Bus operators launch mental health wellbeing initiative in Mental Health Awareness Week to support colleagues

1 year ago Tue 11th May 2021

Photo of Carousel Buses wellbeing support team in front of a double decker bus


Oxford Bus Company, Thames Travel, Carousel Buses and City SightSeeing Oxford have introduced a ‘wellbeing team’ to provide mental health support to colleagues.

It was launched earlier this month and announced this week to coincide with the UK’s Mental Health Awareness Week.

A group of 11 volunteer wellbeing support champions have received specialist mental health training to help them spot triggers, reassure colleagues and source further support where required. The scheme has already successfully provided support to colleagues.

Phil Southall, Managing Director at Oxford Bus Company, Thames Travel, Carousel Buses and City Sightseeing Oxford said: “The pandemic has been a particularly challenging period for public transport workers who have kept essential services running throughout the year, irrespective of restrictions in other walks of life.

“We want to make sure colleagues are properly supported and this initiative ensures support is readily available across our various locations. There must be no stigma around mental health, and we want to make sure everybody knows help is at hand when they need it.”

Clare Child, HR Manager at Oxford Bus Company, Thames Travel, Carousel Buses and City Sightseeing Oxford said: “Mental Health Awareness Week is open to everyone – it is all about starting conversations about mental health and the things in our daily lives that can affect it.

“We are pleased to be launching our Mental Health Wellbeing Team having invested in training with “Mental Health First Aid” for colleagues. It is vital that our colleagues are properly supported and this initiative ensures that support is readily available across our companies.”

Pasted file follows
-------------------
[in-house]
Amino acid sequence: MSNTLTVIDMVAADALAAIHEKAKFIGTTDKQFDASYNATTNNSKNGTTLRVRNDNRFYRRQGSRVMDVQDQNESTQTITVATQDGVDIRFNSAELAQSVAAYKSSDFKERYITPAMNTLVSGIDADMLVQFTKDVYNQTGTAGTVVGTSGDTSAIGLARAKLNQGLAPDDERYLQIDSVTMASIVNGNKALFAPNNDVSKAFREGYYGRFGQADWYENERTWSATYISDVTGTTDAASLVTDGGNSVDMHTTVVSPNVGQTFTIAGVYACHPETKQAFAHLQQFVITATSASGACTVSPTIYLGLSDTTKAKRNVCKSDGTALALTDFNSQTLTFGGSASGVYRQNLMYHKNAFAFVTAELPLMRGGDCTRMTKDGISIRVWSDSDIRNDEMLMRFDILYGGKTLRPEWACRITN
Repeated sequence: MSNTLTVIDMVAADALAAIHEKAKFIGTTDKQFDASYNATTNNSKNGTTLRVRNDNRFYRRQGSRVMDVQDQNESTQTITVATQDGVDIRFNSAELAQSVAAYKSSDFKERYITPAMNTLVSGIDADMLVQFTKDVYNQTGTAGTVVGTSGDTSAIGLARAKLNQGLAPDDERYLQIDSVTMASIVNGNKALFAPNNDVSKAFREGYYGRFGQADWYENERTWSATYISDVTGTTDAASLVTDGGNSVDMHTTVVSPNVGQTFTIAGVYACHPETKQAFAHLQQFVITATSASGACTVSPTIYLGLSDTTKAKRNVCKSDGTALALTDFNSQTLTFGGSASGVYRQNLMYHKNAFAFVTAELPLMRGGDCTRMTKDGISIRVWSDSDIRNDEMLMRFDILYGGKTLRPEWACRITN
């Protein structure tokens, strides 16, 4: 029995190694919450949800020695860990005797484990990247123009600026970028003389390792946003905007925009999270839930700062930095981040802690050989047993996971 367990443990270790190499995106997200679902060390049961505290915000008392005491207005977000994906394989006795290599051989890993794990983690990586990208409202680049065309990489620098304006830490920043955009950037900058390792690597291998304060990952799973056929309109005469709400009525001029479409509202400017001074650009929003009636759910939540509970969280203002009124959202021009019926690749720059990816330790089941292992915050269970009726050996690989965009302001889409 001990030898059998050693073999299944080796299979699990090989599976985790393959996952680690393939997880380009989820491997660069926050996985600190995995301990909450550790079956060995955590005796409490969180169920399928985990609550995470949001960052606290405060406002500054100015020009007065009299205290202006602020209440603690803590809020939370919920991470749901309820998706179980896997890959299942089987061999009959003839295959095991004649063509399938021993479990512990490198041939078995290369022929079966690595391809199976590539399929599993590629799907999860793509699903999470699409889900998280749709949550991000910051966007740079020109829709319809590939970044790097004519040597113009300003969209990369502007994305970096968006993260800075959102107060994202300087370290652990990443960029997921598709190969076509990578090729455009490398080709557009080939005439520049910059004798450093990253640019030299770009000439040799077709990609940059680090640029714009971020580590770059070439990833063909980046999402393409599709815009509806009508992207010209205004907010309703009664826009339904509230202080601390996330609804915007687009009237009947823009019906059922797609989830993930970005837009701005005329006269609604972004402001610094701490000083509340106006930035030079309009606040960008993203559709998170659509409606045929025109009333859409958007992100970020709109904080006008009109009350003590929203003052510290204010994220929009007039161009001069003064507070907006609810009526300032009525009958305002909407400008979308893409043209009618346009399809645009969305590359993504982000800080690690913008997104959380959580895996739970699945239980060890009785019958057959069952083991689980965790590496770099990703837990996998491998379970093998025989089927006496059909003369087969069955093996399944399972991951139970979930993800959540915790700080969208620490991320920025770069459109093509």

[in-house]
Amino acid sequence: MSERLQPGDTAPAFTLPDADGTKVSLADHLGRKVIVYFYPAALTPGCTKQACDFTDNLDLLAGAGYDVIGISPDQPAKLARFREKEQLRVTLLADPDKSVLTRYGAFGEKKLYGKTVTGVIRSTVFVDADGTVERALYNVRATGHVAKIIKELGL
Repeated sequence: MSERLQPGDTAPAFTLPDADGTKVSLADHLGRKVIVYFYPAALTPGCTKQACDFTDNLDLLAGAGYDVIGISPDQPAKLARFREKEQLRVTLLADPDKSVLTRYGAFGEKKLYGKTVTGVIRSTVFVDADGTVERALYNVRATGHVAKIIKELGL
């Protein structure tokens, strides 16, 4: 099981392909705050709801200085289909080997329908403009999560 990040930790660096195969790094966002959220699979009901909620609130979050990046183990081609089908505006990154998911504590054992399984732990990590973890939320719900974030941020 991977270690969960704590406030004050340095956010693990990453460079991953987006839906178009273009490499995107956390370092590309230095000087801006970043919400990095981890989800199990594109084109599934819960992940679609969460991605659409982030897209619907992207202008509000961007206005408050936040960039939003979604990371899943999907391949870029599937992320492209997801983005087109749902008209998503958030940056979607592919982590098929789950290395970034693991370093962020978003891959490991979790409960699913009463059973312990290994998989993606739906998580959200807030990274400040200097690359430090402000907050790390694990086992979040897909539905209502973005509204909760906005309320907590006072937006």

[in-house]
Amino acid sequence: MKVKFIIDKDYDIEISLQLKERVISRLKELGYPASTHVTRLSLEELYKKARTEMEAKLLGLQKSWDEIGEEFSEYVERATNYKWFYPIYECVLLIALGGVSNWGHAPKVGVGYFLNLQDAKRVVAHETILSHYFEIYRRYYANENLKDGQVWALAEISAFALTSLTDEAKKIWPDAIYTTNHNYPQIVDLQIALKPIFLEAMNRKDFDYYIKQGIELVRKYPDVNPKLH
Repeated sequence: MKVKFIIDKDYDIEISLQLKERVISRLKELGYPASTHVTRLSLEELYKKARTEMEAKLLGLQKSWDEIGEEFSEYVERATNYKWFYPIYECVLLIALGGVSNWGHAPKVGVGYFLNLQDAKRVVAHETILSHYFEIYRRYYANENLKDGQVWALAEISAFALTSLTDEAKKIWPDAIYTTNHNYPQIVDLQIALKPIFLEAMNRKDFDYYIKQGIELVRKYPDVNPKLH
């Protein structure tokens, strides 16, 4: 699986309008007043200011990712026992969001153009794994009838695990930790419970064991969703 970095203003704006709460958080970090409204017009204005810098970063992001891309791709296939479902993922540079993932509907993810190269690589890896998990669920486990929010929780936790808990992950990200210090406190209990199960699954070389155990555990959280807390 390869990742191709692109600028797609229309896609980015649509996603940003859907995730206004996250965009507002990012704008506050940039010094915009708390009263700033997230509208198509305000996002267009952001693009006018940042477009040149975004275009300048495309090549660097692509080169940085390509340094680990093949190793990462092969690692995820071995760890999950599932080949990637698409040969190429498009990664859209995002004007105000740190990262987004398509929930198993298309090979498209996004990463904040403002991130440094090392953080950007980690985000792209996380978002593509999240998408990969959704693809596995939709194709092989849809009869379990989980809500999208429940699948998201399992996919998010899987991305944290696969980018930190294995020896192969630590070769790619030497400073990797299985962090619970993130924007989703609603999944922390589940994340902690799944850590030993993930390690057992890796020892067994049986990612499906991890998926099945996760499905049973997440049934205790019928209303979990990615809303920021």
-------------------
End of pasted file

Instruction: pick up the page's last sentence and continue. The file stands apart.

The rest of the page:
Oxford Bus Company service delivery and private hire manager Kev Flannagan is one of the new wellbeing team. Having suffered with his own mental health crisis six years ago, he signed up to be in Oxford Bus Company’s first ever cohort of wellbeing support champions.

He helps colleagues work through mental health issues and identifies people who may feel vulnerable. With more than 20 years’ experience in the bus industry he has seen first-hand the ‘seismic shift’ in the sector’s culture and how it deals with mental health.

Mr Flannagan said: “15 years ago, if a driver was off sick for depression, you’d never know. It is a lot more open now. Knowing where the bottom of the barrel is – you don’t want to see anyone else hit it.”

The wellbeing team builds on the operators’ long standing Employee Assistance Programme which provides mental health support, including access to counsellors. The new initiative was launched as part of Go-Ahead’s mental health charter.

Four-fifths of Go-Ahead’s workforce is male, although initiatives are in place to encourage more women to consider careers in transport. Men are more likely than women to have lower levels of life satisfaction and are less likely to access mental health support. The Covid-19 pandemic has also been found to sharply escalate stress, anxiety and isolation among transport workers.